I’m kicking off a new story that’s just out of the blue and wacky. It’s connected to my first series about reality jumping witches, but this one is based in a poor reality where smugglers get stuff between realities behind the government’s back and the young heroine is interviewing to join a medical supplies smugglers crew.
It was based on the writer prompt found here: http://ryanlanz.com/2015/01/28/writing-prompts-pirates/ and I kind of love it. It’s urban fantasy but in a world where there’s a semi-communist government I’m basically having be like the USSR, but based in German culture in the US. And this world government answers to an overarching inter-reality government that’s very strict on what can be transported between realities, hence the pirate smugglers.
Really not sure where it’s going yet but it’s weird and off the wall from what I’ve already done while still tying in.
So here’s the first part, tell me what you think.
On The Path Of The Pirate:
“Why do you want this job?” the Captain asked, leaning forward and folding his hand on the desk. He wore the usual pirate uniform of black pants, boots and a silk shirt. The patch of the MedLauf gang, a snake wrapped around a staff, glowed like a silver sign on his sleeve.
He looked so out of place in the interview box, the side room the university’s career center put the less… legitimate interviews in. Its grey walls, concreate floor and no windows made it feel like a cell. Maybe it was supposed to since the people interviewing in here were likely to end up in one.
His name was Hans Gerstein and he looked like a Hans. At least two hundred centimeters, lanky with dark blond hair slicked back and brown eyes so dark they were almost black. He had the high cheekbones and strong nose of the Southern Brews.
“Well,” Talia paused, brushing a curl behind her ear and biting her lip like she was actually thinking about it. “Because I need a job,” just never seemed to go over well with recruiters, but especially not pirates. They wanted to know you wanted to be there. That you wanted to take this risk and do this for the love of the run and the stars, not the money.
Ha! Like anyone in their economy cared about anything but putting food on the table, preferably under a roof. And it wasn’t like anyone in the legitimate government hired anyone based on merit, it was all who you knew. A girl from the Great Birge Mountains who didn’t have connections outside the university wasn’t getting a job here. Everyone just kept telling her to go back home and get a job there.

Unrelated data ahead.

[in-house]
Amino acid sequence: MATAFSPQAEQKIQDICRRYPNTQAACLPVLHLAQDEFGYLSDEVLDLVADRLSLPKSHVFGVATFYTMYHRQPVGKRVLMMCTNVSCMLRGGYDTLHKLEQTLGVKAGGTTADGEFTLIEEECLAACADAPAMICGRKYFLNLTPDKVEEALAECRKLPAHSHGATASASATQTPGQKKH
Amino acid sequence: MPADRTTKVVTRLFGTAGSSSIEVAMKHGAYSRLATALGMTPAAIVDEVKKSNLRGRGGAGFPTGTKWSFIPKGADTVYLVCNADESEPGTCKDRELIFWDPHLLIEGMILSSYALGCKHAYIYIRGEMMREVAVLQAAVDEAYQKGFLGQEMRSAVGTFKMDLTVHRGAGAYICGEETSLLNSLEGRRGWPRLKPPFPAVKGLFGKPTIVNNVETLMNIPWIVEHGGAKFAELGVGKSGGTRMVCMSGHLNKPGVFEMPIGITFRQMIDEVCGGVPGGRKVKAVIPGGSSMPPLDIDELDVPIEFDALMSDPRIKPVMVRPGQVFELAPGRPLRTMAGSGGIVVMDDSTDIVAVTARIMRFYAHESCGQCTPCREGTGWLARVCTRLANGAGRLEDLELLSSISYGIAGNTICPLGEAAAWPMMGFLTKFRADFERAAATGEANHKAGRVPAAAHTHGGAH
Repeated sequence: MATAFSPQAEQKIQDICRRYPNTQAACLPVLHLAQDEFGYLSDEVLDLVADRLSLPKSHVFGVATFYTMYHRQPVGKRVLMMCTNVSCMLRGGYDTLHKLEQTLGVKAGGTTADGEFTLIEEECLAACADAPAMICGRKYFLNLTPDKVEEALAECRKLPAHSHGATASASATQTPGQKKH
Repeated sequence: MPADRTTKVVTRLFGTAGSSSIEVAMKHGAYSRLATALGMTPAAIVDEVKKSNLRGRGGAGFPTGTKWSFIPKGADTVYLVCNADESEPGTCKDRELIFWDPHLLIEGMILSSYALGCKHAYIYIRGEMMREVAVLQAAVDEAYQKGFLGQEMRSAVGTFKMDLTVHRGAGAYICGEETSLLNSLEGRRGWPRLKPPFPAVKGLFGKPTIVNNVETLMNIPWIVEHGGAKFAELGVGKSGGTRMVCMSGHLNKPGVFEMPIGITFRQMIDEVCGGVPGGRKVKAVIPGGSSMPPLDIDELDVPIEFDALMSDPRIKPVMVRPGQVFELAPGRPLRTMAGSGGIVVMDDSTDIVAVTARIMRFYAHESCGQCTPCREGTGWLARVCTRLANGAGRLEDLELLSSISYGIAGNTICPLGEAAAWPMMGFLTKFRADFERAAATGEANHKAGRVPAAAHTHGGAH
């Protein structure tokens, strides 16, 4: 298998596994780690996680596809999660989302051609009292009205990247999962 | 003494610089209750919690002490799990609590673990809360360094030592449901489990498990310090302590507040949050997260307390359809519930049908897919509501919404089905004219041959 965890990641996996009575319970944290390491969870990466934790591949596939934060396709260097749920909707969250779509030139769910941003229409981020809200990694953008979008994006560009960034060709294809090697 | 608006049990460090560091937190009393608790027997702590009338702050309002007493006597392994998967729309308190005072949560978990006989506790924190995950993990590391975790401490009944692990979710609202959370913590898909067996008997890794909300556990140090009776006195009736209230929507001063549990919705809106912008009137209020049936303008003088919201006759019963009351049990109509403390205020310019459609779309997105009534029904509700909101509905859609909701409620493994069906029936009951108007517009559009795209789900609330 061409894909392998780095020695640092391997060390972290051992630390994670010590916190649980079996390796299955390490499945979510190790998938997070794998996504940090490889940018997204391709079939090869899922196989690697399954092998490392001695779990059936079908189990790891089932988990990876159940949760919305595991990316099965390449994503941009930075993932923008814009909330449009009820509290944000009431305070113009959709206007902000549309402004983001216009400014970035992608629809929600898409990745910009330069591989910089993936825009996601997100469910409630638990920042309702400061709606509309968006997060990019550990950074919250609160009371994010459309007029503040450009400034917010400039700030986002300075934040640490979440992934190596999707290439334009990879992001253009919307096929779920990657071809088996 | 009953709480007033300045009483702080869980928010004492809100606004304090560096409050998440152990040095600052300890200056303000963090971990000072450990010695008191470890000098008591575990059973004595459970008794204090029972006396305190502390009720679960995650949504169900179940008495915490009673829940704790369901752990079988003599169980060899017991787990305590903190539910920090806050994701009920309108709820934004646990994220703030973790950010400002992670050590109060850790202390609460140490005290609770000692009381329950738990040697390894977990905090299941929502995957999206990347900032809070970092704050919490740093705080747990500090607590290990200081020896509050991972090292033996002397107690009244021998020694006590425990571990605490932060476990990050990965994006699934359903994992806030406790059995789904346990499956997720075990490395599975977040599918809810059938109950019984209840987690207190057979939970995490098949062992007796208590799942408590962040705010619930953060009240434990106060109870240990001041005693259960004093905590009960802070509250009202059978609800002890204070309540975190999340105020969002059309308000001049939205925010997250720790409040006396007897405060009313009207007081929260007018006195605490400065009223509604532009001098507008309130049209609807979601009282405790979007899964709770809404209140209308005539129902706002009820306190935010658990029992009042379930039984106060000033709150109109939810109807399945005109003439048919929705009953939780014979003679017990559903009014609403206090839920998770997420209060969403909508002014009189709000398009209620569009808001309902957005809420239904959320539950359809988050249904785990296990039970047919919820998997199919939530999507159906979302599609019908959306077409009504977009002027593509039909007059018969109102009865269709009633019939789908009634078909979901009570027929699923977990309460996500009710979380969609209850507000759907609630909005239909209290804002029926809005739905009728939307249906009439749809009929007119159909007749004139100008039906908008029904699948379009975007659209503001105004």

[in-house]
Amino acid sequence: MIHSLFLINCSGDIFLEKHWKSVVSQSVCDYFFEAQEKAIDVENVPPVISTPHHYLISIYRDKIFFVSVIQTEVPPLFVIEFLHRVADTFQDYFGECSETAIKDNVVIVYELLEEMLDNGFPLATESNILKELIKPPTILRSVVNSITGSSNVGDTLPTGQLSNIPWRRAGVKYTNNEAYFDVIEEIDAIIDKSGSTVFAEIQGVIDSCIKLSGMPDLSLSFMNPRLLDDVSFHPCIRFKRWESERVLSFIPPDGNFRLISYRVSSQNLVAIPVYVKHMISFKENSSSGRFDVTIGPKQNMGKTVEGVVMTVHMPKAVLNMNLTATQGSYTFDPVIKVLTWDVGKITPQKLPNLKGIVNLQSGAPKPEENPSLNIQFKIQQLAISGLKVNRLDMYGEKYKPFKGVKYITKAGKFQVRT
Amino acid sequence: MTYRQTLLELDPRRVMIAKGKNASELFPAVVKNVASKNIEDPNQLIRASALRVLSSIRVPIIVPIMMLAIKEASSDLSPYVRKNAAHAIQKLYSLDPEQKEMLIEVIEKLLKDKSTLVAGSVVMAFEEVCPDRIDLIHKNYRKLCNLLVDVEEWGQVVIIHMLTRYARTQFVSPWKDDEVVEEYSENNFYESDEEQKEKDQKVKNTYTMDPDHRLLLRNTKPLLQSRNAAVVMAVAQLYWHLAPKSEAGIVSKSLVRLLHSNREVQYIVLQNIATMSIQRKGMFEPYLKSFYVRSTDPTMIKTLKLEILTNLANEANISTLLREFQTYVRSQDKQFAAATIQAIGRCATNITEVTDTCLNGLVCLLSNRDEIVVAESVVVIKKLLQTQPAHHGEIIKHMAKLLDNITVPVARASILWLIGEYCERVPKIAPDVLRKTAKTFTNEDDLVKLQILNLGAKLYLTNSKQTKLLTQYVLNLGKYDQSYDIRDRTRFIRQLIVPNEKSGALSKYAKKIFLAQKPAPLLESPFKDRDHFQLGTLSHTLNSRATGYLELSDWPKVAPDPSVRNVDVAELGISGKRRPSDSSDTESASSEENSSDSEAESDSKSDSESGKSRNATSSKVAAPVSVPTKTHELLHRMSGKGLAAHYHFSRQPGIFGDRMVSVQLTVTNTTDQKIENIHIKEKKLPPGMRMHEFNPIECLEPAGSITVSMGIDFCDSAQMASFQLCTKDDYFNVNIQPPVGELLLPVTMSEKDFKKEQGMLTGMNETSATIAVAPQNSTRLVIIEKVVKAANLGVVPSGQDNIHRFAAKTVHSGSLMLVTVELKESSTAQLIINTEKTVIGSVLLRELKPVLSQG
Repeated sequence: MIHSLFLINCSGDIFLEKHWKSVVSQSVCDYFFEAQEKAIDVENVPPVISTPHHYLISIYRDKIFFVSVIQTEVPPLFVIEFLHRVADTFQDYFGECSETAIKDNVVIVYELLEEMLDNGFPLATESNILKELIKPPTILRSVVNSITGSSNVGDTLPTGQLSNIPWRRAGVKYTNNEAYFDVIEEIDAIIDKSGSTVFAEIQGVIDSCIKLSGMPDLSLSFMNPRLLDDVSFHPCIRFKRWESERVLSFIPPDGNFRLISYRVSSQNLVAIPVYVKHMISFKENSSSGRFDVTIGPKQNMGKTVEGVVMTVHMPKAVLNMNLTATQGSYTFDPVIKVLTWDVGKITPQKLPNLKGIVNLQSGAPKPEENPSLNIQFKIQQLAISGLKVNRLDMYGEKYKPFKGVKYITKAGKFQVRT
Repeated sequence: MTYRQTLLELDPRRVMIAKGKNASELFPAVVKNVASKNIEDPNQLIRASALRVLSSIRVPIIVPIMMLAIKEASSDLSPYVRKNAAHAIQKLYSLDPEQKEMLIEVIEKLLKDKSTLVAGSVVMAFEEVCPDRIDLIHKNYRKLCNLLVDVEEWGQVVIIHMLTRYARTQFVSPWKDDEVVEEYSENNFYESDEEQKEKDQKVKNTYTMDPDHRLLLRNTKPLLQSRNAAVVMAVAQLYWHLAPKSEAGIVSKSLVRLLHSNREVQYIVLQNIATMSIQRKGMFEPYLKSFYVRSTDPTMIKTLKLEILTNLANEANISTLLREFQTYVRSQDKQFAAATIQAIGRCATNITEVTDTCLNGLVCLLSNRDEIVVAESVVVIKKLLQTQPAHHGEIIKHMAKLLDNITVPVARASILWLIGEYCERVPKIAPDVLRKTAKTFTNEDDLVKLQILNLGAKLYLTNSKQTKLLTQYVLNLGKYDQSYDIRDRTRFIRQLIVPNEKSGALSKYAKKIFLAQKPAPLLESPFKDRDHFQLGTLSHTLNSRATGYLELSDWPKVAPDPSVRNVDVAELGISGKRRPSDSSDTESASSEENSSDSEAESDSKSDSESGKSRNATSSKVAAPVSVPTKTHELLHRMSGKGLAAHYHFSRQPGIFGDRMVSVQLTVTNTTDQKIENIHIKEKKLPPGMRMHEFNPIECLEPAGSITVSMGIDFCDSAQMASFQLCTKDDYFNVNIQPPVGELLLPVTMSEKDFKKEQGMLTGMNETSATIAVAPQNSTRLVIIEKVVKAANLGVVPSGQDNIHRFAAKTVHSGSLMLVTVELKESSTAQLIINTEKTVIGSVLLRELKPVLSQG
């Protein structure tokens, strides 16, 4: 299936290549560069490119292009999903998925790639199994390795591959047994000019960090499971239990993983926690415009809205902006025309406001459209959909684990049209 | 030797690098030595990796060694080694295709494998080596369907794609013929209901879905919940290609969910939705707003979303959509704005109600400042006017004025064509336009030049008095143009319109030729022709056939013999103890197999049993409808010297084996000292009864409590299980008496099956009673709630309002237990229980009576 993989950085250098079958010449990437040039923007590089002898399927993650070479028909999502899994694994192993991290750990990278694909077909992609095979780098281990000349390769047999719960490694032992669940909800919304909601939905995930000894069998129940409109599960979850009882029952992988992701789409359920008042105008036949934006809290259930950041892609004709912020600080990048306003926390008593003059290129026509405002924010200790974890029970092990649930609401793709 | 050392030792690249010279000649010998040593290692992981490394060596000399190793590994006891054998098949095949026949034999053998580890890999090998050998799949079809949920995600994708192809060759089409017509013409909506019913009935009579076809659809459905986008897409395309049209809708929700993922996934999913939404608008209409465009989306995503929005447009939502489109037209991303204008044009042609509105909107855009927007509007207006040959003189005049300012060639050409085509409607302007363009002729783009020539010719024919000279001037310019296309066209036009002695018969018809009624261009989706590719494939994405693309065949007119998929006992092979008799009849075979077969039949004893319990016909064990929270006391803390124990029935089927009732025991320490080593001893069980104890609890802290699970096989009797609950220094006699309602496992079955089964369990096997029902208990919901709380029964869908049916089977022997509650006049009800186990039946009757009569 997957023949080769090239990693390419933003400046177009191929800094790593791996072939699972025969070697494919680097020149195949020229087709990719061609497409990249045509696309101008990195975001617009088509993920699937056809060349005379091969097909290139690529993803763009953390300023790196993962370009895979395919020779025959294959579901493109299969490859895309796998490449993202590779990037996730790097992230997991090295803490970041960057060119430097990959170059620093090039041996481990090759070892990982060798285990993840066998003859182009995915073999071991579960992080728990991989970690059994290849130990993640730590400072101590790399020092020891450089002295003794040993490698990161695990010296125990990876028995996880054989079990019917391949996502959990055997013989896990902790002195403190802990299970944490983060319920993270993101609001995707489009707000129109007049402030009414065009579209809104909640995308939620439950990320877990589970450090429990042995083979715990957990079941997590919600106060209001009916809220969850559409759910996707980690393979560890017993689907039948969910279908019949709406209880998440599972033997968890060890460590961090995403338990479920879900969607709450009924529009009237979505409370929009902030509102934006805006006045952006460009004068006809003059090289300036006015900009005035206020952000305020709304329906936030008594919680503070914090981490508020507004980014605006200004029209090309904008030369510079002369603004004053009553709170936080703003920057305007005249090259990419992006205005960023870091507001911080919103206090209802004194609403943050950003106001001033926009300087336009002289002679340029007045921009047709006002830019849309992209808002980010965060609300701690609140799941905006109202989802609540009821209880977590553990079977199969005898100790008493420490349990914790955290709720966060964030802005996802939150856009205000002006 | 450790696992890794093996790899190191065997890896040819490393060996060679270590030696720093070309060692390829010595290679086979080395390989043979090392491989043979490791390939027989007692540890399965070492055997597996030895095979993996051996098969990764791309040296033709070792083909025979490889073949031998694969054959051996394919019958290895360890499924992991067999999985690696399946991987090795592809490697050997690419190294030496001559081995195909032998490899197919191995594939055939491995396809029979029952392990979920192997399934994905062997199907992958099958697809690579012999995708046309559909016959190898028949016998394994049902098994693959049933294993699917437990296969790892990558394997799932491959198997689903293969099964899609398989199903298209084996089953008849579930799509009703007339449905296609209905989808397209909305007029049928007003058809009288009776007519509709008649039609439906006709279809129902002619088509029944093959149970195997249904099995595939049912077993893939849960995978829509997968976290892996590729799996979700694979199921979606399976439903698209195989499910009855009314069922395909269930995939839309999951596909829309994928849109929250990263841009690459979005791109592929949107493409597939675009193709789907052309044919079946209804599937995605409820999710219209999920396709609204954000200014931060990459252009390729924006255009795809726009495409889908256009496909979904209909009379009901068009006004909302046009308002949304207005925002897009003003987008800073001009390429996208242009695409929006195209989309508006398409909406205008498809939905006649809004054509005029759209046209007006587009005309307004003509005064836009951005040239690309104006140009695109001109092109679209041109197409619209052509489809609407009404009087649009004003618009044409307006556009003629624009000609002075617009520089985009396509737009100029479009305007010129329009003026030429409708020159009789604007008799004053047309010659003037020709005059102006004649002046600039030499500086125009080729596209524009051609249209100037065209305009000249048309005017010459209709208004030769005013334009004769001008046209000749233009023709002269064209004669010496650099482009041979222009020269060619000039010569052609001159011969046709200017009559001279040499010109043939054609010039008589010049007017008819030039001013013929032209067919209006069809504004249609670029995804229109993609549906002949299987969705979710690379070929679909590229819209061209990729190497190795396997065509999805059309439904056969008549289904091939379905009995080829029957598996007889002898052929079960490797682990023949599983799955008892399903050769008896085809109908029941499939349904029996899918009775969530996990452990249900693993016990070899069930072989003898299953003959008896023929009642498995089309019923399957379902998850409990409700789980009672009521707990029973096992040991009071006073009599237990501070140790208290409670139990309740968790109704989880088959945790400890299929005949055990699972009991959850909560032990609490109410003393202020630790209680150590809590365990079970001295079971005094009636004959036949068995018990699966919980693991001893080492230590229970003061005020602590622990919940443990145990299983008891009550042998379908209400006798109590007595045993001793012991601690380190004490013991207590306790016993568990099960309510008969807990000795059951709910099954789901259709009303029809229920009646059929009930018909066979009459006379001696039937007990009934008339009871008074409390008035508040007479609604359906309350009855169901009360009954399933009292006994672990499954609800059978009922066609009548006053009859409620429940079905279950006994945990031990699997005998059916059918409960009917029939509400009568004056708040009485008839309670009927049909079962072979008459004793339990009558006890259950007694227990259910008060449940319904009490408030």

And that wasn’t an option.
“Because I want to help people,” Talia said, looking down and grinning before meeting his eyes again. “As corny as that sounds. The medications we can get to the people of this reality, the resources we can get out of it and to plants in more developed ones. It’s good work. Worth doing, I think. And somebody has to. Someone has to risk it for our people.”
His thick lips twitched and she kept looking him in the eye, smile frozen in place. Repeat after me, I will not flirt with the interviewer, I will not flirt with the interviewer.
“You realize what will happen if you’re caught?”
She shrugged. “The Agency will throw me in one of their prisons, suck out my magic, maybe even change my memories and put me on their Earth to live as one of those clueless f…” She caught herself. Even with pirates, you didn’t swear during interviews. “People.”
“That’s not what you were about to say, was it?”
She grinned, looking down and it was all natural. “No, no it wasn’t. I caught myself though.”
“Ms. Hutch,” he shook his head. “You are obviously competent…”
“But I have no experience,” she finished for him. “I’m fresh out of university with no connections here or any reason not to go home. I have decent grades, but nothing spectacular. I have work experience in the service industry, but nothing to suggest I will be able to outwit governments, let alone have the wherewithal to not turn my shipmates in if I’m caught.”
He crossed his foot over his knee, doing that box thing guys always did with one leg crossed over the other that looked so uncomfortable. She crossed her knees and when he leaned back, so did she.
“Mr. Gerstein…” Talia paused. What was the best way to play this? “I don’t know how to smuggle, but no one does until they are taught. And people who already have experience tend to stay with their original crews. I’m new, yes, but if you hire me, I’m not going anywhere.
The reason I came to Coast for school was because this is where smugglers are. The portal in the Atlantic is the only one still open on this side of the world. If the one in the Mountains had stayed open, I would’ve worked out of there. But it was discovered and closed when I was eleven. My parents died from the plague just after that, weeks before the medicine got through all the government hoops. If I can save some kid from that, I’m going to.”
She took a deep breath like she’d been holding that in.
“You are so full of shit,” he said, throwing his head back and laughing. “You are good. Are your parents even dead?”
She shook her head, hiding a grin. “Hire me and find out.”
He stared at her a long minute, breathing though his nose like he could smell her truth.
Shit, what if he could?
“Okay, I’ll give you a shot. We start a run tomorrow.”
“Really!” She reached out to shake his hand. “You will not regret-”
“Ah.” He held up his hand, leaving hers frozen in midair. “We don’t just hire people. You have to go through the probationary period. You make it through that, then you’re in.”
“Okay.” She dropped her hand. Of course there was a training period for this kind of specialized work. That didn’t change anything. It meant she’d have to prove herself on the ship just like she would’ve had to before.
“What does the probationary period entail?”
Captain Gerstein just grinned.